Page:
The United States has put pressure on Pakistan Prime Minister Imran Khan, who is all set to visit Washington next week, to take “irreversible action” against terrorist and militant groups, and to “facilitate peace talks” with the Taliban for intra-Afghan dialogue, according to the White House.
During a meeting, diplomats said that “the US officials hope that US President Donald Trump can persuade Pakistan to press the Taliban to agree on a ceasefire and hold direct talks with the Afghan government”.
This effort comes after Donald Trump had made a decision last year for the US to hold its first sustained talks with the Taliban. It is an approach Pakistani officials have advocated for years and to them, a vindication of their view that the insurgents cannot be defeated militarily and that a political resolution to the conflict is needed.
But the militant group continues to attack Afghan and US targets and is now more powerful than any time since the US-led invasion in 2001, controlling or contesting at least half the country.
Pakistan has supported the Taliban since the mid-1990s as the best way to keep its rival India from exercising influence in Afghanistan, a relationship that has given Islamabad more leverage than any other country over the jihadist movement.
Earlier in June this year, Alice Wells, the State Department’s acting assistant secretary for South and Central Asian Affairs said, “We recognize that Pakistan has taken steps to encourage Taliban participation in peace negotiations, which has been important to the progress we have made thus far”.
That diplomatic opening has led to months of painstaking negotiations between the US and the Taliban, with Washington aiming to conclude a deal by September. Exiting Afghanistan, where the US has thousands of troops, would give Trump a potential foreign-policy victory ahead of his 2020 re-election bid.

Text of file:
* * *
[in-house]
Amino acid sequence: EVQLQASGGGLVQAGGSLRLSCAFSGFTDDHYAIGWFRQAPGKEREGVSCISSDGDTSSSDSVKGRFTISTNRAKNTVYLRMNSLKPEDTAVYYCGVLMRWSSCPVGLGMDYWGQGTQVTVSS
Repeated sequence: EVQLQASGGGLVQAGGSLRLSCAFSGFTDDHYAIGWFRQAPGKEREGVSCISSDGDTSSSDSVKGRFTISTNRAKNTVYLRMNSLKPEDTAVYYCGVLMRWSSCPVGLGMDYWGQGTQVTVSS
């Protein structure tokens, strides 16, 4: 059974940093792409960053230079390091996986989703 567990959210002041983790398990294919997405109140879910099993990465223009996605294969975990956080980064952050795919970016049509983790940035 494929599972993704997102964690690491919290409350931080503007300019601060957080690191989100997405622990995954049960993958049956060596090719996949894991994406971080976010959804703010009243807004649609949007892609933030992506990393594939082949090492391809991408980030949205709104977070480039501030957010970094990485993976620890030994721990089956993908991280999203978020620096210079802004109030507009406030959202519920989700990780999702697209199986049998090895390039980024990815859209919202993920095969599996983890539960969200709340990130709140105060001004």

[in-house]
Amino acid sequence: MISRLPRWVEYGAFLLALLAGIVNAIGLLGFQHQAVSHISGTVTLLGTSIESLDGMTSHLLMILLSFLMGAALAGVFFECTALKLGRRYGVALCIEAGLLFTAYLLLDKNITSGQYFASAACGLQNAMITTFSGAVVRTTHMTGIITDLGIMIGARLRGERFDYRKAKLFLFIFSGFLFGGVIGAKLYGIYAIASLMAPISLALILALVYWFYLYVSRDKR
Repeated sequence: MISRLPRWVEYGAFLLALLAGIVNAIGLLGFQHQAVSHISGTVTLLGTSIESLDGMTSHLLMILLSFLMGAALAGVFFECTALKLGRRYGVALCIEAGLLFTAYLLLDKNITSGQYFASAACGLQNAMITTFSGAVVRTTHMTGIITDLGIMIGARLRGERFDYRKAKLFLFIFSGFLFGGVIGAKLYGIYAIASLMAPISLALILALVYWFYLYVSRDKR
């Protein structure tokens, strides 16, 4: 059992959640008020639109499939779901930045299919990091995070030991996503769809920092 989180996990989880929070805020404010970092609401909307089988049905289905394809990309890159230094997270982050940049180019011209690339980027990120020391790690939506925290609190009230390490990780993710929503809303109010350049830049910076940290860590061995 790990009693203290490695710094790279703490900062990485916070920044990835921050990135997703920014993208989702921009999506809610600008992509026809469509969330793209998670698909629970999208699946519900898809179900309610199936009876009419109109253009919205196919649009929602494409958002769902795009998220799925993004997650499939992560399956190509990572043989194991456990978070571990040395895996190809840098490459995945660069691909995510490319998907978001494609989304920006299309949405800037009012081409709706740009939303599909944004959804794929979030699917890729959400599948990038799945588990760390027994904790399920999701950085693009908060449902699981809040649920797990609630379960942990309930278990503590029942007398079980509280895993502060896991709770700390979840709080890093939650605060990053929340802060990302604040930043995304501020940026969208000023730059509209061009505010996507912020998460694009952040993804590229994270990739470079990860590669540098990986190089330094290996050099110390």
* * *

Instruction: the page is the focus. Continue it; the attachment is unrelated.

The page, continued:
Shah Mahmood Qureshi, Pakistan’s foreign minister, said on Tuesday, “The convergence of Pakistan’s and the US policy on Afghanistan has rekindled hope for resolution of the protracted Afghan conflict”.
On Friday, a US Congressional report stated that the security assistance to Pakistan will remain suspended pending “decisive and irreversible” on action against terrorist groups ahead of Imran Khan’s visit to the United States.
At the direction of Trump, the government had suspended all its security assistance to Pakistan in January 2018.
“Pakistan is a haven for numerous Islamist extremist and terrorist groups, and successive Pakistani governments are widely believed to have tolerated and even supported some of these as proxies in Islamabad’s historical conflicts with its neighbours,” the independent Congressional Research Service (CRS) said in its latest report.
Last year in November, Donald Trump tweeted that Pakistan receives billions of dollars in U.S. aid but the country’s leaders “do nothing for us.”
In response to Trump, Imran Khan said, “Pak has suffered enough fighting US’s war. Now we will do what is best for our people & our interests.”
Imran Khan, the 66-year-old cricketer-turned-politician, is scheduled to meet Donald Trump at his Oval Office next Monday, the first by a Pakistani leader in nearly four years, the last one being that of Nawaz Sharif in October 2015.